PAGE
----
On the Belgrade-Kosovo Bus, Ethnic Tensions Take a Backseat
As the driver collects the IDs, he passes a woman with a persistent cough and asks in Albanian: "A je mire?" - Are you OK? After seeing her name, he later returns her ID to her saying respectfully in Serbian: "Izvolite gospodo," - Here you are, ma'am.
Cross-border relations between Kosovo and Serbia have worsened drastically in the last few months. From trading insults between Serbia's Foreign Minister and Kosovo's Ambassador to the US in the halls of the UN, to Serbia's continued blockade of Kosovo's participation in international organizations and the 100-per-cent tariff that Kosovo has imposed on all Serbian produce in response, tensions are high.
With the halt also to the EU-led dialogue between Belgrade and Pristina and continued talk of a "border correction", or land swap - which some fear could worsen tensions in and between both countries - there seems little prospect that relations will normalize any time soon.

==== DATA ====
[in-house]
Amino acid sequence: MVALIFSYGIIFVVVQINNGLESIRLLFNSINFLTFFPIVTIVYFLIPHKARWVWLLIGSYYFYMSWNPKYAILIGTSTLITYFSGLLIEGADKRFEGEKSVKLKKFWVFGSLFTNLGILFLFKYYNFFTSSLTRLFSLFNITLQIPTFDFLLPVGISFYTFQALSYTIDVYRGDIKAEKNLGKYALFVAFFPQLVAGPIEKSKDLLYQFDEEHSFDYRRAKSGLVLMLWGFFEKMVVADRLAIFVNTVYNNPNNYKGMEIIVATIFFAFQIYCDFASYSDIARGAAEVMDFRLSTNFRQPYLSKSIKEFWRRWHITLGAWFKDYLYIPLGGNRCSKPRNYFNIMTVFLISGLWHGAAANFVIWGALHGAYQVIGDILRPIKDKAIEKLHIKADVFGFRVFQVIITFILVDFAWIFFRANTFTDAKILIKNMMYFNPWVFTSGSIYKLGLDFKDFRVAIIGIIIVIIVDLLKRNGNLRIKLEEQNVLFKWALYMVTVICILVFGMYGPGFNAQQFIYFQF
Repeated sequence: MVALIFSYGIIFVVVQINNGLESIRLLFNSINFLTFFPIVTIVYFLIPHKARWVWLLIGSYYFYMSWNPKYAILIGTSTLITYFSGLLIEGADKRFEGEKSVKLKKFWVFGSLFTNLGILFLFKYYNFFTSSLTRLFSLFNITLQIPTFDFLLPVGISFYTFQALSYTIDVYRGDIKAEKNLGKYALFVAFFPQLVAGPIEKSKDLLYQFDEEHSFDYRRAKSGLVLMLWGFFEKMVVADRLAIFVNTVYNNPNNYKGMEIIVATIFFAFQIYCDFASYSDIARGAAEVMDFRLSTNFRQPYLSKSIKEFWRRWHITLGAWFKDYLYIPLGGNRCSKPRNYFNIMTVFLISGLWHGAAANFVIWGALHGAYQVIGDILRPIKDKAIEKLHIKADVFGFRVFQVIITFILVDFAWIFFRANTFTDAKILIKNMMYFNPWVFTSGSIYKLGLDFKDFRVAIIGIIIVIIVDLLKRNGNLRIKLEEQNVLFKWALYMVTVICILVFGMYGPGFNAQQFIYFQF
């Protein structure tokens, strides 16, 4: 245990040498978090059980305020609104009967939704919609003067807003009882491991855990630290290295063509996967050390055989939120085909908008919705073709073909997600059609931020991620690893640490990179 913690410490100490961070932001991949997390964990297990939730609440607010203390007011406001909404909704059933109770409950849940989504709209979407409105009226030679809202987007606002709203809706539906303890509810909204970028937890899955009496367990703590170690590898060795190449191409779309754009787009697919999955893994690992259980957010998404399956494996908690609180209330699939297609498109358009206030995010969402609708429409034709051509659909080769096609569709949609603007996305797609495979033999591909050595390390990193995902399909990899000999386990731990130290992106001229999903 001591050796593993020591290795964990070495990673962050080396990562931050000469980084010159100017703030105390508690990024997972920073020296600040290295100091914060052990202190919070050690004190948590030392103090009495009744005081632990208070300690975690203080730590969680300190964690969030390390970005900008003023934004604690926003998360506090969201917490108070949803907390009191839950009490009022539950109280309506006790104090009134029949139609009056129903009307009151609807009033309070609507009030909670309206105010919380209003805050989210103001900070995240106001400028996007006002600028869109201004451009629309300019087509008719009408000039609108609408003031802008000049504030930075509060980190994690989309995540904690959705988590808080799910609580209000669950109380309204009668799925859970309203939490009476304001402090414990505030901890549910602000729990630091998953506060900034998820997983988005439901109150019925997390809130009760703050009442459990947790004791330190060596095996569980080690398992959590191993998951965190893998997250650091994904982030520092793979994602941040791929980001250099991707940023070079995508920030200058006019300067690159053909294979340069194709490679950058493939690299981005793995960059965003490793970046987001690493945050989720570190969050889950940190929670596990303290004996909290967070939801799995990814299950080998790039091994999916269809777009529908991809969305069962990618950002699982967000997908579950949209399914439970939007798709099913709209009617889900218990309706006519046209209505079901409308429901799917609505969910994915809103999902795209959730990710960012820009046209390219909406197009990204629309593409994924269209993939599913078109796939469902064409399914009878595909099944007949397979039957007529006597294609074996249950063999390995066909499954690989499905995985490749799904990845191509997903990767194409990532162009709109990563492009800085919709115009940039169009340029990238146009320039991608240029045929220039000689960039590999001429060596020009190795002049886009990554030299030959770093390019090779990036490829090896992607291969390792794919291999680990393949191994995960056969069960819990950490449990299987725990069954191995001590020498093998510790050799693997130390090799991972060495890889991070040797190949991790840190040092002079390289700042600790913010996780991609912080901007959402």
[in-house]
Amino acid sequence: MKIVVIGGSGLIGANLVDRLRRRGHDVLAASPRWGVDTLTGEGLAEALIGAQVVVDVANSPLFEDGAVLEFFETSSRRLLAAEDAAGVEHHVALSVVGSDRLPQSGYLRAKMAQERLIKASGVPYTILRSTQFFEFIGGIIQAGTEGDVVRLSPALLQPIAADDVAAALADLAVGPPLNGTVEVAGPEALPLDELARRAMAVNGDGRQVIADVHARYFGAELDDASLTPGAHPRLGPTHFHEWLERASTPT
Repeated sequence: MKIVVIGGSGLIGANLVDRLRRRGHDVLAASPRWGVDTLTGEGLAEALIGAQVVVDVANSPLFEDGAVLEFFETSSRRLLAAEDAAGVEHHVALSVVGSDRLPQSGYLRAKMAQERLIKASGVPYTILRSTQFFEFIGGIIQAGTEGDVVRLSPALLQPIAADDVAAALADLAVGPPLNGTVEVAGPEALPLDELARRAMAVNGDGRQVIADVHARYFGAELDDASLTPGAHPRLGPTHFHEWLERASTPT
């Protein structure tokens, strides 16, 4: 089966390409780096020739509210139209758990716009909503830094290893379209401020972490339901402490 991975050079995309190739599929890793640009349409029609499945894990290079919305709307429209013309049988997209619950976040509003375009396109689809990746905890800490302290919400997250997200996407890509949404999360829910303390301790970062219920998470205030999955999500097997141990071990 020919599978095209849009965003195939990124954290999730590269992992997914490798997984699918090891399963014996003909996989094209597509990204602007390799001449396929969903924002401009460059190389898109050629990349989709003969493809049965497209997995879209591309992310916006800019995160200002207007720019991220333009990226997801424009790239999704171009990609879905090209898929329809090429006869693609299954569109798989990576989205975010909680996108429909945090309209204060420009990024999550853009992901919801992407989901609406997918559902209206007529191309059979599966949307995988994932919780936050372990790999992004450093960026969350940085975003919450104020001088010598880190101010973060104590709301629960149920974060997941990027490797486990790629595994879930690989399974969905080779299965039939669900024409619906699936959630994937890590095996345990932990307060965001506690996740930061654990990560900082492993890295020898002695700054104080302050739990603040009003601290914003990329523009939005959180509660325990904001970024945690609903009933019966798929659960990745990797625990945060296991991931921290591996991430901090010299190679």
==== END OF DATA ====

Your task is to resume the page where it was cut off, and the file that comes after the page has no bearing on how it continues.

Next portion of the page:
But at the individual level, things continue as before. Most of the riders on this bus line were maintaining economic and family connections forged in the times of former Yugoslavia.
But there were also instances of new economic and personal interactions. Although some Serbs, Albanians, and Gorani alike are still recovering from the war in Kosovo in the 1990s, the bus is a space that belies stereotypes of ethnic hatred and separation. Here, Serbian and Albanian bilingualism is treated as unremarkable - a boring norm rather than a cause for tension and aggression.
A Kosovar Albanian man shows Kosovo passport. Photo: EPA/VALDRIN XHEMAJ
For T., who preferred his name not be used, bilingualism is his everyday life. Coming from the Has region of southern Kosovo, famous for providing bakers for all of Yugoslavia,...